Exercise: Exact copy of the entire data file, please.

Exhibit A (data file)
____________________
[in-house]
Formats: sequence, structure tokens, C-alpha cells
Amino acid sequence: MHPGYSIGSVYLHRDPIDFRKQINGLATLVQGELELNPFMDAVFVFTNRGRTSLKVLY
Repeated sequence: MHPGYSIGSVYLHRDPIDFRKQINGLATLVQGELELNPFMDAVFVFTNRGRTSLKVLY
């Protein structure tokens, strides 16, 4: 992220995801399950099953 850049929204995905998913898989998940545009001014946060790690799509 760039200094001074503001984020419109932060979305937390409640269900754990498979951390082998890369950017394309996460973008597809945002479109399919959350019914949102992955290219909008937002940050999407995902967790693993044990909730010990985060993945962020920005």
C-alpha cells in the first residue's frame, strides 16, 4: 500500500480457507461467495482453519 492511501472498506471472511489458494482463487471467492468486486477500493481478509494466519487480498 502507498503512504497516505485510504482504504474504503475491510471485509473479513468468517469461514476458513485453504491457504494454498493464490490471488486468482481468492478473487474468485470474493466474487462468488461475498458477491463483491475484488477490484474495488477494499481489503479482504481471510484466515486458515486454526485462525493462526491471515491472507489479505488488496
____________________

[in-house]
Formats: sequence, structure tokens, C-alpha cells
Amino acid sequence: MHPGYSIGSVYLHRDPIDFRKQINGLATLVQGELELNPFMDAVFVFTNRGRTSLKVLY
Repeated sequence: MHPGYSIGSVYLHRDPIDFRKQINGLATLVQGELELNPFMDAVFVFTNRGRTSLKVLY
């Protein structure tokens, strides 16, 4: 992220995801399950099953 850049929204995905998913898989998940545009001014946060790690799509 760039200094001074503001984020419109932060979305937390409640269900754990498979951390082998890369950017394309996460973008597809945002479109399919959350019914949102992955290219909008937002940050999407995902967790693993044990909730010990985060993945962020920005």
C-alpha cells in the first residue's frame, strides 16, 4: 500500500480457507461467495482453519 492511501472498506471472511489458494482463487471467492468486486477500493481478509494466519487480498 502507498503512504497516505485510504482504504474504503475491510471485509473479513468468517469461514476458513485453504491457504494454498493464490490471488486468482481468492478473487474468485470474493466474487462468488461475498458477491463483491475484488477490484474495488477494499481489503479482504481471510484466515486458515486454526485462525493462526491471515491472507489479505488488496